As a college president, Woodrow Wilson was an innovator and reformer whose stands eventually wore out his welcome. He was dedicated to the goal of making Princeton an institution of the first rank and fostered instructional reform through the use of “preceptors” — young academics who were assigned to live with the students and to hold discussion sessions related to the class work. Wilson also was successful in updating the university’s curriculum. However, he ran into strong resistance on two other issues. He failed in an effort to eliminate the exclusive eating clubs that had long been a part of campus life. Wilson wanted to replace that institution with more democratic dining facilities in the dormitories, but wealthy alumni rebelled and threatened to cut off donations if the clubs were ended. Wilson also lost a battle over the location of a new graduate school. He wanted the new facility to be located in the heart of the campus, but the enterprising dean — perhaps wanting increased independence — gathered donor backing for an off-campus location. Wilson’s victories and defeats were widely reported in the New Jersey press, making him a popular figure.

Tiring of butting heads over academic issues, and capitalizing on recent publicity, Woodrow Wilson accepted the Democratic nomination for governor of New Jersey in the summer of 1910. James “Sugar Jim” Smith held the reins of the state machine and thought the college president would lend an aura of reform to his tarnished party. Wilson won an overwhelming victory in the fall and then quickly divested Smith of any notion that he would be easily manipulated. Smith had anticipated a Senate seat for helping Wilson, but the new governor spearheaded a movement on behalf of another candidate — and won.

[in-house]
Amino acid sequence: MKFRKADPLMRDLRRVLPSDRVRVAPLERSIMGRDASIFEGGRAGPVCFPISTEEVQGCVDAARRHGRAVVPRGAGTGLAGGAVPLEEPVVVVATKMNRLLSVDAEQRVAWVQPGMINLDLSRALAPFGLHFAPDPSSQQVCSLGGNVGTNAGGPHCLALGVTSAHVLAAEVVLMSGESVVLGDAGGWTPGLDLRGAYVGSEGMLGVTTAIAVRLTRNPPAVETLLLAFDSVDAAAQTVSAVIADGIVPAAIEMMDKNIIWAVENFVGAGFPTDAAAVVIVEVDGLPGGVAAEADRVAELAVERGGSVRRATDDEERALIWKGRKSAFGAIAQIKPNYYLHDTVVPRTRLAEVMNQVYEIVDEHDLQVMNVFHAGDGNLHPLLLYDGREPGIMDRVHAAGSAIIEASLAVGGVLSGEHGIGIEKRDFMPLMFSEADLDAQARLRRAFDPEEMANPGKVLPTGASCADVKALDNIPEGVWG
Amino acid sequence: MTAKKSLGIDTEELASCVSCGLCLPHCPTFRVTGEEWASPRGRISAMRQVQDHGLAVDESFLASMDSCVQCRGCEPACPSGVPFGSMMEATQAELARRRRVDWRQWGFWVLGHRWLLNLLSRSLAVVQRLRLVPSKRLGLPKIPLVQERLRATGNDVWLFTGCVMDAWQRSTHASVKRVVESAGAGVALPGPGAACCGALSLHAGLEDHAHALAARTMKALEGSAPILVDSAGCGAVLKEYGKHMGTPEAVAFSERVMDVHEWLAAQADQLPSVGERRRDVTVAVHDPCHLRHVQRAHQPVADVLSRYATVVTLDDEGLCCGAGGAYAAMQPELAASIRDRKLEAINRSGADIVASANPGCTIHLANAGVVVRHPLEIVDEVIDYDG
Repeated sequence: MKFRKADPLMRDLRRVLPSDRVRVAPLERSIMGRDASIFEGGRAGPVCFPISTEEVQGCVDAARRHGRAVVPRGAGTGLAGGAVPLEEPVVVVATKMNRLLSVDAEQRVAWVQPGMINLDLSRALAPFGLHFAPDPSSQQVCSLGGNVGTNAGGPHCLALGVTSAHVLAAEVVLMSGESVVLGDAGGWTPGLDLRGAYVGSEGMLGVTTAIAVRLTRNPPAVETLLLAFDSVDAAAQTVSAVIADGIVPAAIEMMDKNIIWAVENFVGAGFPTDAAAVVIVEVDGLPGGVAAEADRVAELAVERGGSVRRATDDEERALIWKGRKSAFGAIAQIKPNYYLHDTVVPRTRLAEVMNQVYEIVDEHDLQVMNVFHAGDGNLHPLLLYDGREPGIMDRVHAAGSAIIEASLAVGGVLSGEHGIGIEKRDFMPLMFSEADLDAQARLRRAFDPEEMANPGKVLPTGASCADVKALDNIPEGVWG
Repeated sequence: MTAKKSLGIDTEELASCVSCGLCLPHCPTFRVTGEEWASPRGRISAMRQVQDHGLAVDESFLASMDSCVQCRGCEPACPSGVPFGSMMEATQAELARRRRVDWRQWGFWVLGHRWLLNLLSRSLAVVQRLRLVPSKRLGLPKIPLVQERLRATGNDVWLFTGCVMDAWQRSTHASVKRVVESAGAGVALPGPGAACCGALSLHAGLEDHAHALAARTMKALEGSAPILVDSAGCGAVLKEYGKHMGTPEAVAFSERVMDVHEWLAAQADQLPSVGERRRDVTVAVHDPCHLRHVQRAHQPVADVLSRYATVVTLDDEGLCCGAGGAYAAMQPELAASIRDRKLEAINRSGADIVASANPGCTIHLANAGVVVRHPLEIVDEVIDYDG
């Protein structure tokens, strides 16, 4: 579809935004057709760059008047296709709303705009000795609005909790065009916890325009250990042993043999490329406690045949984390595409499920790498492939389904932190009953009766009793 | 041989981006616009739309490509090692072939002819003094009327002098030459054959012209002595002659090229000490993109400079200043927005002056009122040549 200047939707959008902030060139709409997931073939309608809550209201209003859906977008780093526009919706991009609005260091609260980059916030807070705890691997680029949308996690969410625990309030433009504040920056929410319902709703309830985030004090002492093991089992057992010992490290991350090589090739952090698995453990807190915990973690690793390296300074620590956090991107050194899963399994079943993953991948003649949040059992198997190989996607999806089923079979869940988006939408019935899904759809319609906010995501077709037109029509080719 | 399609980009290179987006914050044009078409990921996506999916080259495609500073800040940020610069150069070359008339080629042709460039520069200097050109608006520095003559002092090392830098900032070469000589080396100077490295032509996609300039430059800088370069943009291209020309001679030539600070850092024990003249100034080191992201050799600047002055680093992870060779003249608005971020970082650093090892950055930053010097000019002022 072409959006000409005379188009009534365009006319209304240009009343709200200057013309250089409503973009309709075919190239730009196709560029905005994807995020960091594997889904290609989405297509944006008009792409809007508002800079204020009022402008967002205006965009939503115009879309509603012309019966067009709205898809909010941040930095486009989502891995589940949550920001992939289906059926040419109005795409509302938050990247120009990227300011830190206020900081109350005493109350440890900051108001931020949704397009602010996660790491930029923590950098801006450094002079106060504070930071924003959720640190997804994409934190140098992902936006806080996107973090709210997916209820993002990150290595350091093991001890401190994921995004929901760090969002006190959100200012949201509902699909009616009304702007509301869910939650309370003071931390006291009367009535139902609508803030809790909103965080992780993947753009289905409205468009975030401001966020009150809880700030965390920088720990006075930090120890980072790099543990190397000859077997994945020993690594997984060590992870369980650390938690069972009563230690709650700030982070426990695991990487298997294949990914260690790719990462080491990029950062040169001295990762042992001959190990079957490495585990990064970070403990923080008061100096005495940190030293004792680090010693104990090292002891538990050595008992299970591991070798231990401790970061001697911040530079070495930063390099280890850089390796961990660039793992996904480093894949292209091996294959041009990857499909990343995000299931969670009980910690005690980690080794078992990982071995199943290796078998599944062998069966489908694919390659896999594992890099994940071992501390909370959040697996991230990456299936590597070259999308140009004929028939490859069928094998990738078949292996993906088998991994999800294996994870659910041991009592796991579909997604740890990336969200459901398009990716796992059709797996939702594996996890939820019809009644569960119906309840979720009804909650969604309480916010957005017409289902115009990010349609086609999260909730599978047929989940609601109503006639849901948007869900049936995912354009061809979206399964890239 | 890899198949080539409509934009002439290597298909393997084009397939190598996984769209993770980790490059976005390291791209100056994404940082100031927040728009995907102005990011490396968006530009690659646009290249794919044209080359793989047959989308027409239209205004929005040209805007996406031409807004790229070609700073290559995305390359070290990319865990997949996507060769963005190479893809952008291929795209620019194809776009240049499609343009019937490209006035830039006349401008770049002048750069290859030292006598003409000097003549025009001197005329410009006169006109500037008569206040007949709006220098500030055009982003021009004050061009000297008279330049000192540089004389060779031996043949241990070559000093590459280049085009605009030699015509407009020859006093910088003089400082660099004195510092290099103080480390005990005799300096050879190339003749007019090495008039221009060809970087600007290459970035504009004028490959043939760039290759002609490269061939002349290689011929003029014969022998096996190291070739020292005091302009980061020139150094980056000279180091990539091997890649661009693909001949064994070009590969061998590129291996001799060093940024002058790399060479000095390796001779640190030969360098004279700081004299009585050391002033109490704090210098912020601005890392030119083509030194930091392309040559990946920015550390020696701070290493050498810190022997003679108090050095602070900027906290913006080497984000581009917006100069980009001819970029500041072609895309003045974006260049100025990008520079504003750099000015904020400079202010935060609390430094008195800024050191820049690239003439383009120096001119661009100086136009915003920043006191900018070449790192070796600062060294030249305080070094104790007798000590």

Woodrow Wilson aligned himself with legislative progressives and managed to record major accomplishments in short order. Laws were passed providing for regulation of public utilities, school reform, workmen’s compensation, direct primaries, and later, state antitrust legislation for the formerly permissive New Jersey. These successes made Wilson a national political figure. During this period, Wilson developed a close political relationship with “Colonel” Edward M. House of Texas, who would later engineer Wilson’s nomination for president and then served as one of his closest advisors.

Woodrow Wilson’s triumph in the Democratic convention of 1912 was not assured, but in the end owed much to former nominee William Jennings Bryan. The main challenge in the campaign came from Theodore Roosevelt, the Bull Moose candidate, who trumpeted his progressive message as the “New Nationalism.” Woodrow Wilson responded with a vigorous campaign of his own and dubbed his more restrained form of progressivism as the “New Freedom.” Both reform candidates recognized that the main issue of the day was the relationship between big business and government. Wilson’s whopping electoral victory was somewhat misleading; he received only about 42 percent of the popular vote, but that was sufficient to become the first Democratic president in 20 years.